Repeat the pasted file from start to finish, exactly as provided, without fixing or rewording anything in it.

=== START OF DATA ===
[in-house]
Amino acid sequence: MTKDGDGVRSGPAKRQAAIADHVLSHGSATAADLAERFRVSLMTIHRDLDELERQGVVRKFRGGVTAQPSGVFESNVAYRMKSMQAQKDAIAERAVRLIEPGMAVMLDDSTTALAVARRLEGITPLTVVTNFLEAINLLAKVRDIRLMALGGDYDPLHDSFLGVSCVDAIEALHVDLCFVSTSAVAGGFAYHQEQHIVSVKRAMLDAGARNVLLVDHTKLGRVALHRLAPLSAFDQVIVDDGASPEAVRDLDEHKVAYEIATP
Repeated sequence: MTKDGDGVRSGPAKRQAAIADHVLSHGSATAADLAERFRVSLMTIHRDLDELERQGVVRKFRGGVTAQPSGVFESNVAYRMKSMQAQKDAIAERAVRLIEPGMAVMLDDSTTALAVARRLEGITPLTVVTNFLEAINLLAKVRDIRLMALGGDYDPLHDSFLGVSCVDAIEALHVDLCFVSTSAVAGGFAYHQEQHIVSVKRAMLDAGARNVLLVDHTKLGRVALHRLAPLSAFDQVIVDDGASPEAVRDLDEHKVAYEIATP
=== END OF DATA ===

[in-house]
Amino acid sequence: MTKDGDGVRSGPAKRQAAIADHVLSHGSATAADLAERFRVSLMTIHRDLDELERQGVVRKFRGGVTAQPSGVFESNVAYRMKSMQAQKDAIAERAVRLIEPGMAVMLDDSTTALAVARRLEGITPLTVVTNFLEAINLLAKVRDIRLMALGGDYDPLHDSFLGVSCVDAIEALHVDLCFVSTSAVAGGFAYHQEQHIVSVKRAMLDAGARNVLLVDHTKLGRVALHRLAPLSAFDQVIVDDGASPEAVRDLDEHKVAYEIATP
Repeated sequence: MTKDGDGVRSGPAKRQAAIADHVLSHGSATAADLAERFRVSLMTIHRDLDELERQGVVRKFRGGVTAQPSGVFESNVAYRMKSMQAQKDAIAERAVRLIEPGMAVMLDDSTTALAVARRLEGITPLTVVTNFLEAINLLAKVRDIRLMALGGDYDPLHDSFLGVSCVDAIEALHVDLCFVSTSAVAGGFAYHQEQHIVSVKRAMLDAGARNVLLVDHTKLGRVALHRLAPLSAFDQVIVDDGASPEAVRDLDEHKVAYEIATP